10 December, 2009

Fight or Flight

When I hear the phrase “Fight or Flight” I immediately assume that there is physical danger.  We are fighting to save our lives… or we fly to save our lives.  It is one of the two.  Our physical safety is at risk.  

Yet, this is not always the case – or better stated, fight or flight doesn’t have to be a life or death situation.  

Our physical security or comfort could be at risk.

Our love relationship might be at risk – risking our emotional security or situation.

Fight or flight doesn’t have to be about physical mortality… it could be about a different kind of death entirely.  

The reaction, regardless of what is at risk, is the same.  We have to fight or take flight.  We react!!  

We react without thinking in many cases with instincts or fear or love taking over.  

When the event is a threat to our lives, the event often ends quickly allowing the concept of fight or flight to end, the reaction to conclude, and then we move to working through the event and our reactions.  

When the situation is more about physical security/comfort or emotional in nature, the end is not as easily determined or defined.  There isn’t a deep breath and sigh of relief as we have escaped the grizzly that chased us down the mountain!  or we have not defeated the armed robber in our homes!

When it is more emotional in nature – trauma in a marriage, betrayal in a relationship, perhaps a sudden loss of job, the reaction is sudden and perhaps on going.  On going in the sense that we may get caught up in the reaction and not find ourselves with the time or ability to stop, remove ourselves, and perform an assessment of the situation.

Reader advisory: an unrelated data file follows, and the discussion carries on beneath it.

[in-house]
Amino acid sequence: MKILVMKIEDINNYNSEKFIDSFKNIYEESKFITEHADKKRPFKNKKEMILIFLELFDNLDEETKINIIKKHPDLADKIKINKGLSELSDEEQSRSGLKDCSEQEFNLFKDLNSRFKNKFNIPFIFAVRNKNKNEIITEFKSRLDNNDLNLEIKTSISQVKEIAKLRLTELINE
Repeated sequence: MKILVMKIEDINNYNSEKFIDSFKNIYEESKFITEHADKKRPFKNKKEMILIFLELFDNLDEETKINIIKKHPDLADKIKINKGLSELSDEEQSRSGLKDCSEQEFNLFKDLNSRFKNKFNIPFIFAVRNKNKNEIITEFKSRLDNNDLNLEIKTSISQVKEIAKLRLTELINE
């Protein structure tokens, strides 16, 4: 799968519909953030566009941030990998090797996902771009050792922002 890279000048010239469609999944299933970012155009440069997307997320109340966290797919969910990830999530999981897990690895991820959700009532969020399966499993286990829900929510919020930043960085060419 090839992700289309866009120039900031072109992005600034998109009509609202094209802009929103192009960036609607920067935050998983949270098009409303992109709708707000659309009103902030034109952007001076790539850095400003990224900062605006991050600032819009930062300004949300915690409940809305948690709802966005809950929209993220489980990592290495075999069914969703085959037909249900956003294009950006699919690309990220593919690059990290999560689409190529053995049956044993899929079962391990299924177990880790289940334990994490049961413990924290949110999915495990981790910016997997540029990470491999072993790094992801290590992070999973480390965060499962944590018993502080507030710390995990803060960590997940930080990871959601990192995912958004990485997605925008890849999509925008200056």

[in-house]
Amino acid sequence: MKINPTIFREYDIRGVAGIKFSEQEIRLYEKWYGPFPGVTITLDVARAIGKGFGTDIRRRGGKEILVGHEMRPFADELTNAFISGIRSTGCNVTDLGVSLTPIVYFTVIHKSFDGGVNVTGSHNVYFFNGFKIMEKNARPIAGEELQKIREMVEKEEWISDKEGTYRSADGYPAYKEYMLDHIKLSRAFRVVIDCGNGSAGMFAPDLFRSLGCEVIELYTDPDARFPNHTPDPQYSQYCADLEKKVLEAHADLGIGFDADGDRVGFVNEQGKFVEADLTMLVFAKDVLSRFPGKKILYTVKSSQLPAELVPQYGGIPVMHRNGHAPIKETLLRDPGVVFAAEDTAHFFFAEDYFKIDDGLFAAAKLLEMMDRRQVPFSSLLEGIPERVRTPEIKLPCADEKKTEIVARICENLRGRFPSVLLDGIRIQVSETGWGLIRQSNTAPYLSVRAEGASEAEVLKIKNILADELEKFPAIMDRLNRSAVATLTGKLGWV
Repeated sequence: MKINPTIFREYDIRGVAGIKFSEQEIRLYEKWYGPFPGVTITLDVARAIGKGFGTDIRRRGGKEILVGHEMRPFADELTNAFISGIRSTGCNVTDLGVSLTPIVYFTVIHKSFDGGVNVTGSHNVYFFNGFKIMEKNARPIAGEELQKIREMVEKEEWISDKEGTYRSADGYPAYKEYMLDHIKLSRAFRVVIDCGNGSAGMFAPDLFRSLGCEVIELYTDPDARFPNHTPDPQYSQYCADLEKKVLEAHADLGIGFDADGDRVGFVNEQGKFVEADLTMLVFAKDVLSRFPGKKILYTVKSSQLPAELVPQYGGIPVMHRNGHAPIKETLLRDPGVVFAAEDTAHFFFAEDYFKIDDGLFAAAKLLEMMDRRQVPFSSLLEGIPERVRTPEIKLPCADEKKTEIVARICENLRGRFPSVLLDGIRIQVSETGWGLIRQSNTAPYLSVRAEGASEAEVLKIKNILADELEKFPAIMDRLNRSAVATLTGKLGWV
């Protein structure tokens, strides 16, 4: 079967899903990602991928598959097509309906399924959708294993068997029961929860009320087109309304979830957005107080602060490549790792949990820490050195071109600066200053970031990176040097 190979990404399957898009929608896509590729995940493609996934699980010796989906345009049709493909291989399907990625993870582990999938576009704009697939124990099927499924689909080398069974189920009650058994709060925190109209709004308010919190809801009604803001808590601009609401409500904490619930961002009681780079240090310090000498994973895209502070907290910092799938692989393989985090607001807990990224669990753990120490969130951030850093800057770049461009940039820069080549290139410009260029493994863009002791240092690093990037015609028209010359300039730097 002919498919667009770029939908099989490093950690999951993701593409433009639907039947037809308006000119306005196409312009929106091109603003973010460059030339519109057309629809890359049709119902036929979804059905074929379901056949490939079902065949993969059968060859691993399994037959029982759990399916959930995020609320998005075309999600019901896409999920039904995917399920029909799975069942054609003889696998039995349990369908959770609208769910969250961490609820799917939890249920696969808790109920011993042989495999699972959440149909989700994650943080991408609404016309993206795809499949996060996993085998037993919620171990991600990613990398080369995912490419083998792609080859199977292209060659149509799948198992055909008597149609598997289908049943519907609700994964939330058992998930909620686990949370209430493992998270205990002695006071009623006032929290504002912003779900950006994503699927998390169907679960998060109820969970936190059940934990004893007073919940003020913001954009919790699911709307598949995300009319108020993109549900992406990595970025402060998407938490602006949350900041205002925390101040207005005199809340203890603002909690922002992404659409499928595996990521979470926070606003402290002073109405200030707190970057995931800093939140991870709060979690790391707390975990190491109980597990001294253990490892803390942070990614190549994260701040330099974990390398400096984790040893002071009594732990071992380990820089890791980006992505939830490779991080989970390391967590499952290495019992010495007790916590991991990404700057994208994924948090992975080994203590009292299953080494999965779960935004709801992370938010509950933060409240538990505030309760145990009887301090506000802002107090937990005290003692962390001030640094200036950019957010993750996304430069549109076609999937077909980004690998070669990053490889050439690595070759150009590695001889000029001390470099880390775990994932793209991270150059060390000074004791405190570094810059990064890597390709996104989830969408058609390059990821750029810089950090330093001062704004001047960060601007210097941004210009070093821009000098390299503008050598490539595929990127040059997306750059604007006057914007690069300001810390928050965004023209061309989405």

We don’t have the time to stop and consider whether or not we are reacting out of fear or love.

We might not be able to stop and consider what it is that we are fighting for.

We might not even have the chance to consider whether or not the fight is really what we want.

Physical danger comes out of no where.  It is sudden.  It comes suddenly and ends nearly as suddenly.  We fight or we fly.  That is the nature of the beast.  

Trauma discovered in a relationship is often not sudden.  Something reaching critical mass in a relationship took years to build before detonation.  The moment of explosion is sudden – often unexpected – and causes a potential flight or flight reaction, but the conditions that existed prior to that event were/are long lasting.  

Physical danger, we fight or fly to save our lives.

Emotional risk… at what point do we have the chance to stop fighting and stop flying and determine the motivations behind our reactions.  

Our lives are worth fighting for or flying to save

. Our characters, souls, integrity, and self respect… they are worth fighting for or flying to save too.  But does this ever get lost in the fight to prevent a loss?  Are we ever more focused on fear of what we will lose in our marriage or relationship or physical comfort that we fight to save a construct or a way of life over fighting to save ourselves – our authentic  selves?


dadshouse said...

YEs, for emotional stuff, you don't have to fight or flight. You can simply yield, face it, be present, move through it, get past it. Though most people who lack self-awareness or the discipline for introspection might choose the fight or flight path, instead.

great post!

Mike said...

Yes it's true. Our bodies can differentiate between the ax murderer or our duaghter's new boyfriend with all the facial piercings.

SS said...

How about fighting your urge for flight? *gah*

I've been wanting to flee, run away, "flight" from some emotional issues and it's a struggle to stay and face them. I'm glad I've been aware enough to realize that unlike a physical threat you can't really take flight from the emotional, that threat will follow!

Another great post, I have really enjoyed your perspective.